Approximately 1.7 million children die each year from preventable illnesses in developing countries. Nelson Mandela founded the Global Alliance for Vaccines and Immunisation (GAVI) in 2000, in order to meet the UN objective of reducing the mortality rate of children under five. The International Finance Facility for Immunisation (IFFIm) is a UK government initiative that issues bonds into the capital market in order to mobilise the resources required to finance these vaccinations. GAVI then uses this money to provide vaccinations in 72 of the poorest developing countries. Several governments including the UK, France, Italy, Spain, Australia, the Netherlands, Sweden, Norway and South Africa, have pledged to reimburse these bonds plus interest over a twenty year period until 2026. The bonds are distributed worldwide, with mixed ratings of AAA and AA. As the bonds develop, investors start to co-fund more with the recipient country, until it is ultimately completely funded by the developing country. Thus far, IFFIm bonds have raised more than USD 4.5 billion in immediately available cash resources.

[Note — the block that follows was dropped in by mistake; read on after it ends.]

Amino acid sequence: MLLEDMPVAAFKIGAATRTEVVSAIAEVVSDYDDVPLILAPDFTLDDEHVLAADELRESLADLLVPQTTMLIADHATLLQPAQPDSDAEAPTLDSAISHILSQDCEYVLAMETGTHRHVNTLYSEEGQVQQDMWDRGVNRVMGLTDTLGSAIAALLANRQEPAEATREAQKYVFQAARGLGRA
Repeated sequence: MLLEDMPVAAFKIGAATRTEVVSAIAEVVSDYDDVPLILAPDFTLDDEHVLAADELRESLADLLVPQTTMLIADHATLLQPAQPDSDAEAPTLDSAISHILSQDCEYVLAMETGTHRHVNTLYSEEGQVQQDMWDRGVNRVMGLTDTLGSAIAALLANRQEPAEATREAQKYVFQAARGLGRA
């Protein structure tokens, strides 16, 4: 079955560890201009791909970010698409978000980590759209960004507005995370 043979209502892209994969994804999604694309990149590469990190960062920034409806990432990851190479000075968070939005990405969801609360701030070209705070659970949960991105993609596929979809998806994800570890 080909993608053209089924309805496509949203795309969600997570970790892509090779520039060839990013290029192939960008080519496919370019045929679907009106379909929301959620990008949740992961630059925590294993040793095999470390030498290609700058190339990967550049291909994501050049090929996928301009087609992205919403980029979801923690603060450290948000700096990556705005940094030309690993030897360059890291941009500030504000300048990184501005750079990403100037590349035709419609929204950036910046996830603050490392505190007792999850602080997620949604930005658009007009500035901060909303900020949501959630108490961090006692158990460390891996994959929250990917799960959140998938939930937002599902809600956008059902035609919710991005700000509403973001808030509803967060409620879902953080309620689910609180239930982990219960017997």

At a CSFI round-table titled “Vaccine Bonds: a shot in the arm of development? Or just new wine in old bottles?” held on 5 December, René Karsenti (IFFIm) stated that the vaccine bond market is expanding and becoming more institutional, prompting IFFIm to increase the amount mobilised in their last transaction to USD 700 million. Mr Karsenti stated that reporting on investment progress is not required by regulation, but GAVI undertakes a number of evaluations throughout the procedure. The minimum investment is GBP 1,000 and the initiative aims to provide a fixed return of 16.2%, together with the original capital. The return is usually within 3-7 years, but investors are paid interest quarterly. Alan Gillespie, the Chairman of IFFIm, has pointed out that risk-averse investors often prefer government bonds to bank savings. He says that, “Today, banks are not a good place to put your money. Globally, investors are not putting their money in the banking system where they were. They like to buy government risks.”